Crude oil prices are expected to rise very modestly by 2019, the World Bank warned recently, adding that trade tensions and the abundance of non-energy commodities in the markets are weighing on prices.
"Oil prices are expected to reach $ 74 a barrel in 2019, slightly above the $ 72 average forecast for 2018, while metal prices will remain stable by 2019," the report said. international institution in its October delivery of Commodity Markets Outlook.
World Bank estimates also indicate that "by 2018, energy prices (oil, natural gas and coal) should be 33.3% higher on average than those in 2017." The BM, however, said they should stabilize globally next year.
According to the Bretton Woods institution, robust growth in oil production in the United States and a decline in output in Iran and Venezuela are also expected. As a result, the BM estimated that global demand should remain the same.
On the other hand, under the effect of abundant supply and trade tensions, agricultural commodity prices, including food and raw materials, are expected to fall slightly this year, then rise 1.6%. next year, according to their estimates.
As for the metal price index, the World Bank report predicts it will grow 5.4% this year and weaken slightly next year, pointing out that "prices may fall more than expected if international trade disputes are gaining momentum" .
On international trade disputes and growing trade restrictions among major economies, Shanta Devarajan, senior director of economic development and interim chief economist at the World Bank, fears that they will cause significant economic losses and commercial costs that will be reflected in all global value.
He warns: "Any decline in growth in major economies would have significant negative repercussions for the rest of the world through trade, confidence, financial flows and commodity markets."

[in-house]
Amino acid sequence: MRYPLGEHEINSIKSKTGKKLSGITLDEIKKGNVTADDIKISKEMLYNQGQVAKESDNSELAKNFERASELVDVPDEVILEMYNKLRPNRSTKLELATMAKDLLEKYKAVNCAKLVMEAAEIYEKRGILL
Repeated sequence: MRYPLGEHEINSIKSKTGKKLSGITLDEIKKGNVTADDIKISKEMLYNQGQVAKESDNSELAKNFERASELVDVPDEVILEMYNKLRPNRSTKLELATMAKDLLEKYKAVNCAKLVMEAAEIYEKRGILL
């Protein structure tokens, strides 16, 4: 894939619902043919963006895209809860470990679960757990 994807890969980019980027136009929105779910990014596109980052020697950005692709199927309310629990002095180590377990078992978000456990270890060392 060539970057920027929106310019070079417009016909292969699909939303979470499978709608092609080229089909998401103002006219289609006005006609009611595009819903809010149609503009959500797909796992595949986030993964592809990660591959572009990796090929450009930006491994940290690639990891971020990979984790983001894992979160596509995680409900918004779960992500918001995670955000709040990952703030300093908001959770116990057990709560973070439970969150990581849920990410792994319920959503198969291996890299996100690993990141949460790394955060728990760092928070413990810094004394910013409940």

In this regard, the WB recalls in its report that "the imposition of general and specific customs duties on goods this year reduced and redirected trade flows, increased price differentials between certain countries and between certain commodities such as soy, steel and aluminum .
More generally, this state of affairs "raised concerns about the slowdown in global trade and growth prospects," according to the institution.
For Ayhan Kose, director of the World Bank's Development Outlook Group, there is no doubt that "the outlook for commodities is highly uncertain due to a number of public policy risks." He refers in particular to the possibility of raising tariffs or new sanctions.
In addition, he believes that "a large number of emerging markets and developing economies depend on raw materials, government revenue sources and export revenues and therefore need to strengthen their policy frameworks and restore their fiscal space."
With regard to this report, it should be noted that it also devotes a special archive to the changing profile of the demand for industrial raw materials – energy and metals – and its consequences for developing countries.